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Helioscope Simon Jay Catling , March 28th, 2011 12:04

For a group whose polyrhythmic math-cum-post-rock shapes were delivered with such bombast, the fanfare that greeted Vessels' debut album White Fields & Open Devices was rather more muted, despite a strong critical reaction. Maybe it was the timing; in 2008 listeners had been listening to various takes on the Mogwai/Godspeed! build the emotion block-by-block blueprint for around a decade, with few successors managing to do little more than imitate. Those that did offer something different found themselves met with a weary ear, and so it is that the likes of 65daysofstatic and I Like Trains - among those tenuously bracketed together during the mid noughties - now survive having almost completely re-invented themselves, while the likes of Redjetson and Yndi Halda haven't been heard from for a long time.

Helioscope demonstrates that Vessels too have their perspectives very much trained on re-evaluation, though in truth their debut always promised as much, its more pedestrian ascents often shattered with vein-bulging tempestuous ferocity, while other inclusions gave clear evidence of a group not interested in fitting any sort of hackneyed “post-rock” mould. For one, those vocals that appeared somewhat shakily on the likes of 'A Hundred Times In Every Direction' and 'Yuki;' they still remain this time round and have been given more focus so that songs such as 'Recur' are enhanced rather than diminished by their addition - and that's not even counting the stellar vocal contribution from guest vocalist Stuart Warwick on the sensually panoramic 'Meatman, Piano Tuner, Prostitute', his bleeding swoon possessing the sort of stop-at-five-paces affectation as a Jeff Buckley or Thom Yorke.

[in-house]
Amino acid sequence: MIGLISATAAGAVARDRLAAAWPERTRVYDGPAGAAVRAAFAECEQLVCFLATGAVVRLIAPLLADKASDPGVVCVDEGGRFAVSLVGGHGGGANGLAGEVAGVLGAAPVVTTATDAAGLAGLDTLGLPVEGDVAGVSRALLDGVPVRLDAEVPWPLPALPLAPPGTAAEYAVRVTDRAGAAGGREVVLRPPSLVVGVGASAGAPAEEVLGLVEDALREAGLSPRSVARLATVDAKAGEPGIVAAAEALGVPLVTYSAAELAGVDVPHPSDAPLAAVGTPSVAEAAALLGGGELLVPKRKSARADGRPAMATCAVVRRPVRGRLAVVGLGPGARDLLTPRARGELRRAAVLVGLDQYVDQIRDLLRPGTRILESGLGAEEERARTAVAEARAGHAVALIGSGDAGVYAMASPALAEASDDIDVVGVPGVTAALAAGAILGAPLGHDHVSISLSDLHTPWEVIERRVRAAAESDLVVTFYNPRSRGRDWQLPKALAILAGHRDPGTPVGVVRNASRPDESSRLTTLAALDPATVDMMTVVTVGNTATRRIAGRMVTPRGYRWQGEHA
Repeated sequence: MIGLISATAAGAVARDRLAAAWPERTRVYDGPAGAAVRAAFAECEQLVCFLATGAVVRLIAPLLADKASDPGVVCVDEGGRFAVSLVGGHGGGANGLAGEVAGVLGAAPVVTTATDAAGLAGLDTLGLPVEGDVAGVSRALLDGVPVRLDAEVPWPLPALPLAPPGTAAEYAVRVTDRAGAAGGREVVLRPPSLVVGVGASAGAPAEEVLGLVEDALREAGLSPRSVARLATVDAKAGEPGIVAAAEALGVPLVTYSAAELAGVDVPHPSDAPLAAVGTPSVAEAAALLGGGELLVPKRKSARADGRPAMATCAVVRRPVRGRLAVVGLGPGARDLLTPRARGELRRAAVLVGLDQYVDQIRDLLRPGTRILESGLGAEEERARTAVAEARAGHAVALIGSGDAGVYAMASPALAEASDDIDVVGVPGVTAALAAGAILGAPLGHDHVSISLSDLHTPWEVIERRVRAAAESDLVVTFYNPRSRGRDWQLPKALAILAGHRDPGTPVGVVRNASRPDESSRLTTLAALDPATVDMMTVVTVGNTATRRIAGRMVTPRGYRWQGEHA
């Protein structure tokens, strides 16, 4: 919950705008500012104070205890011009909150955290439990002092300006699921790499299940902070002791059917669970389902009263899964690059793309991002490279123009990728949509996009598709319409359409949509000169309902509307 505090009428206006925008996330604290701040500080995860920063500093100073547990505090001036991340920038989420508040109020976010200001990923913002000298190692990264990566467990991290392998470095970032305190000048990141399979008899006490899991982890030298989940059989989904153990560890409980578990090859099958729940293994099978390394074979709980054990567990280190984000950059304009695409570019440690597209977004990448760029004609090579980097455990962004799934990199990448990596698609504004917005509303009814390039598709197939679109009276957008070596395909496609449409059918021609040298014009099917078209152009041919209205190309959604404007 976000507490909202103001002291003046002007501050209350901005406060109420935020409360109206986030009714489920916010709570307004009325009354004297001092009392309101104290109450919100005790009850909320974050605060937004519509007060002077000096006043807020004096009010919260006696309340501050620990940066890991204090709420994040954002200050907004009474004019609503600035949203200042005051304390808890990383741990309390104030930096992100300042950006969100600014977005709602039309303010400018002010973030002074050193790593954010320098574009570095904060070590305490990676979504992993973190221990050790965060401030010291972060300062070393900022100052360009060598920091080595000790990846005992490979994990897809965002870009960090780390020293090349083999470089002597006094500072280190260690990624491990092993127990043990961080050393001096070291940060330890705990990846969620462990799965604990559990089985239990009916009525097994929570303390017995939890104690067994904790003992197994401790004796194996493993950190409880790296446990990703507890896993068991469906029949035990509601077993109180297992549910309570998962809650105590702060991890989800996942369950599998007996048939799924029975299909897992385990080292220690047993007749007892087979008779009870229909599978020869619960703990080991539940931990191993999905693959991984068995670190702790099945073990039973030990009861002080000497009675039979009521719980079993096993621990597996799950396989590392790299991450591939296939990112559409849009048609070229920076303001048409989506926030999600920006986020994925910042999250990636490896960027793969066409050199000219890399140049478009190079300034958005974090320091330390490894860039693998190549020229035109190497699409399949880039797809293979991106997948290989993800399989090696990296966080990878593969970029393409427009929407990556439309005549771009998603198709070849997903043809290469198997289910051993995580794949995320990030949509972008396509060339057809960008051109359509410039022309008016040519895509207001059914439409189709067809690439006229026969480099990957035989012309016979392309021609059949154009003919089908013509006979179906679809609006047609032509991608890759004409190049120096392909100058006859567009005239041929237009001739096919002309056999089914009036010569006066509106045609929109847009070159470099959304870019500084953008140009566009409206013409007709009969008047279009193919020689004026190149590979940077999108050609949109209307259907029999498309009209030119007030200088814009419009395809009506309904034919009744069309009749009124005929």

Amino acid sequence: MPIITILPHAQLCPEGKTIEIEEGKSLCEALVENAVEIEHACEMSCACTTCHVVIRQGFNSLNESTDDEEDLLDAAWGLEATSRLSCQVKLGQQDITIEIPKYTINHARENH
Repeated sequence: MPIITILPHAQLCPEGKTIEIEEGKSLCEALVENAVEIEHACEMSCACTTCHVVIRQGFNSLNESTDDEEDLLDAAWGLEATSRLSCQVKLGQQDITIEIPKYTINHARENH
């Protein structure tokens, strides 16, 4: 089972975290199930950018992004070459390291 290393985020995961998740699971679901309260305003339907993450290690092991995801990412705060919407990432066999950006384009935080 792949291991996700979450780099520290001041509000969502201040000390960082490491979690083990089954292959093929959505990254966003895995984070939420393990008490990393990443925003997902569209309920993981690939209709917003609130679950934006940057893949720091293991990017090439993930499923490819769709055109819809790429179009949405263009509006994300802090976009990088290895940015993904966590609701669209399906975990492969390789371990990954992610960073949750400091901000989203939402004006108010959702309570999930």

Other things have been built on as well in the intervening years; noted as a considerable strength last time out, Tim Mitchell's drumming has been ushered further into the limelight, his dextrous patterns now far more chief catalyst than mere backbone, positively dragging opening pair 'Monoform' and 'The Trap' through their bars with controlled time-signature fluctuating ruthlessness. It's only on 'Meatman…'s ' sombre balladry that the others catch up with him, and only on 'Art/Choke' when they finally submerge him, the stick man having to yield to reinforced guitars that hammer down on the percussion with a desperate defiance. Those guitars themselves though echo the drumming's streamlined conciseness; gone for the most are the heavily echoed washes of noise that purveyed over any album that didn't have a song included clocking under six minutes long between 2003 and 2008. Replacing them are slick, jagged incisions that rattle around tracks with a buoyant groove; far from any sort of ambient instrumental wanderers, Vessels are now giving the impression of a band who, like Battles, want to make you dance - albeit it via putting any would-be floor filler through a rigorous lab of sonic tests and experiments first. All of these added nuances and tweaks by themselves don't count for much, but together they propel Helioscope onto a truly impressive level.

Which makes it all the more nonsensical that the best track on here is one that remains steeped in post-rock familiarity; on paper 'All Our Ends' - book ended by the skeleton-less drones of 'Heal' and 'Spun Infinite' - shouldn't be anything above the ordinary. Acoustic guitars and vocals lead through the opening three minutes, layers gradually being added then falling away, before a glottal stop of sorts heralds an onrushing onslaught of siren guitars, repeating in greater and greater volume. The whole thing comes crashing to a halt some seven and a half minutes in; it's exploitation of a loud/quiet/loud dynamic at its most obvious and yet maybe it's because of such comparative simplicity that it works so well - the challenge for instrumental music is always to imbibe the requisite emotion that would be found in lyrics, and on 'All Our Ends' Vessels display that they have that oft feigned but rarely acquired intangible knack. At 3:40 that sudden surge of glorious noise drives against the heart strings as powerfully as any overwrought couplet, the ensuing power reaching to ever more euphoric plains thereafter.

It effectively brings and end to an album that acts as a shot in the arm to guitar-based instrumental music, an album of life and charm, one that's not afraid to put the human voice in amongst its array of aural dexterities and one that's capable of subtle majesty at one point and brutal velocity at another. Three years ago Vessels might've felt that they'd arrived as their peers last embers were dying out; in 2011 they look set to be the ones that rekindle the flames.